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  • Writer's pictureCameron Branch

How to Recover from a Mistake Like a Pro

Updated: Feb 9

Over the course of my 5 year professional volleyball career, I've had several athletes ask me about my mindset, and how I recover from a mistake. In this article, I will share a few tips that I use on a daily basis for both myself and my clients. This article can help you if you are: 1) stressed about making mistakes in games, 2) if you want to learn how to recover quickly from a mistake, 3) how to use mistakes as an opportunity for growth.

Let's start with some real world examples as it applies to volleyball. This may be very applicable to how you are feeling!

"I've always been a little too hard on myself which makes it tough when I feel like I've been making too many mistakes". - youth volleyball athlete

"I’m currently facing a big problem where on serve receive if I mess up I feel like I’m not doing my job correctly and I talk bad about my self. I dig my self into a hole." - youth volleyball athlete

"I usually get nervous a couple hours before a game. I fear that I will make a mistake during the game." - college volleyball athlete

"Sometimes I miss out staying aggressive because I’m kinda scared of doing a mistake. And by trying to avoid the mistake, the outcome is mostly a mistake." - professional volleyball athlete

Cameron Branch attacks from the front row. Photo Credits: Gepa
Attacking the ball from the front row during an away match vs. Graz. Photo Credits: Gepa
#1) Volleyball is known to be a game of mistakes. Play point for point.

You have to understand that mistakes are part of the game. When you make a mistake on the court, it doesn't define who you are as an athlete (or person). As athletes, we tend to question our self-worth when we make a mistake. We feel negative emotions such as shame, guilt and embarrassment (at-least this is the case for me). Understand that no one is perfect and we are all on a journey to learn from our mistakes. Even at the highest levels of volleyball, players make mistakes, often. The athletes that learn from their mistakes, are the athletes who rise above (mental skill #3 down below).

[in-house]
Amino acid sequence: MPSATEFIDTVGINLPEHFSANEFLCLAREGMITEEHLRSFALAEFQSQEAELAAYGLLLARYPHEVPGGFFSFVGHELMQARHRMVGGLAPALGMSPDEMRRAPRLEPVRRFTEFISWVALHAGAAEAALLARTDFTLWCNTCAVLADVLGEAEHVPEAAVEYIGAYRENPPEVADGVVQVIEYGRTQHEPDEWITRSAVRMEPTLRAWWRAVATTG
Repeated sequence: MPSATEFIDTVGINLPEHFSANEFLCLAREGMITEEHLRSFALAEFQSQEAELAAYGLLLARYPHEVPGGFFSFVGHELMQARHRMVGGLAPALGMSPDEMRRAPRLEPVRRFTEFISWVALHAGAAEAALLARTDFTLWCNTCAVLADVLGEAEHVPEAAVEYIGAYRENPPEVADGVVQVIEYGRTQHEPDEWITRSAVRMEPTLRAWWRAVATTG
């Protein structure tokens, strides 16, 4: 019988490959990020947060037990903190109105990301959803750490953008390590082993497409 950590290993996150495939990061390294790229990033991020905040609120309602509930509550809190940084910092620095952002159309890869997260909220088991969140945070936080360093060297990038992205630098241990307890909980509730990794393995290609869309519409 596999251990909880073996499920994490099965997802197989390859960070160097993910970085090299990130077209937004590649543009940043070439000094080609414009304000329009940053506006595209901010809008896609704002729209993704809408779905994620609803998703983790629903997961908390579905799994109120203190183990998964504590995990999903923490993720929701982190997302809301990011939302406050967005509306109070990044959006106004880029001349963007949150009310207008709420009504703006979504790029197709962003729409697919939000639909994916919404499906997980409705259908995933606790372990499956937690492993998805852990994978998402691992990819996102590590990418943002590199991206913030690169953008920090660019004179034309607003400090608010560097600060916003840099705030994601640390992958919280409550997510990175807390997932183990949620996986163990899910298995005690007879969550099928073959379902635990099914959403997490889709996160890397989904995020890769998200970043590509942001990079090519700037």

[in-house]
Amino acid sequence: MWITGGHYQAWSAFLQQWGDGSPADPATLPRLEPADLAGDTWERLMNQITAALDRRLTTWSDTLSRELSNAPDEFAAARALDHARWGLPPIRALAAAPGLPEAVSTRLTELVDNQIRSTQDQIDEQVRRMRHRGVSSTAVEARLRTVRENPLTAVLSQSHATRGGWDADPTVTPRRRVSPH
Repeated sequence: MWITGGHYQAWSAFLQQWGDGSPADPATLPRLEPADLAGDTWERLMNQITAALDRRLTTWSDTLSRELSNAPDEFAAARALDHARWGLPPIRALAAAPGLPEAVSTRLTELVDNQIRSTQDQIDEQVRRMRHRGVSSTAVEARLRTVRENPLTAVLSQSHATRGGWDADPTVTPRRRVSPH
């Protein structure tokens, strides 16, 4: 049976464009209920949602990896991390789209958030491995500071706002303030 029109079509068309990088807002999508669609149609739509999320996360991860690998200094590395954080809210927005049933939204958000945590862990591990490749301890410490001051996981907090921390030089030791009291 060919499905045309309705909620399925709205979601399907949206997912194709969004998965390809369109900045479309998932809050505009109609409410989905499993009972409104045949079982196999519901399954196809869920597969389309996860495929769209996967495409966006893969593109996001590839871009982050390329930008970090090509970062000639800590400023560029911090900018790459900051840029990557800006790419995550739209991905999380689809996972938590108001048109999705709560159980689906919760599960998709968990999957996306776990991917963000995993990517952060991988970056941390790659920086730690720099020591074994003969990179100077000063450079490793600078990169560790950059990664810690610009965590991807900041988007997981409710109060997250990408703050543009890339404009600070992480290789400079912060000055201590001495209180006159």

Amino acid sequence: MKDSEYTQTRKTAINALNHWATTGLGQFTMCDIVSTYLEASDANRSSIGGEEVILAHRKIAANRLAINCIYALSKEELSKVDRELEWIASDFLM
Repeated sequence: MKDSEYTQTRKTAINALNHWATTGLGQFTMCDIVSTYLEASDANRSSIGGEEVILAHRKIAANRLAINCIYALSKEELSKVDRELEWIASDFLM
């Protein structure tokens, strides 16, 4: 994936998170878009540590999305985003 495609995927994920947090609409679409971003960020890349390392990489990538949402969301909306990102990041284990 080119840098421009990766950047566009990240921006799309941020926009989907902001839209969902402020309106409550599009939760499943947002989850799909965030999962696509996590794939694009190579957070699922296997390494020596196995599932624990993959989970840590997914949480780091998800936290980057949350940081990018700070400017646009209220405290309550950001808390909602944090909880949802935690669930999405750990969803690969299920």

On that note, play point for point. Instead of viewing the game as the first to 25, view the game point for point. In the past, I've let the situation of the game distract me from the next point, especially in crunch time situations. The score doesn’t matter if you play point for point. Give it your best each and every point. If you make a mistake, next point.

#2) Accept and own your mistake. Focus on what you can control.

Ok, so you made a mistake. Accept that mistakes are part of the game, and own that you made a mistake. Draw awareness to it, but don't dwell on it too long because it may cause you to lose focus for the next point. While you may want to place the blame on other teammates or the gym environment - "the set wasn't high enough for me!" , or "the gym was dark, and poorly lighted, that's why I missed my serve!", or "that wasn't my ball!". Let's face the music, a mistake was made. While this may seem like a hard truth in the moment, accepting that you made a mistake is a critical step to recover quickly and get yourself back into the game.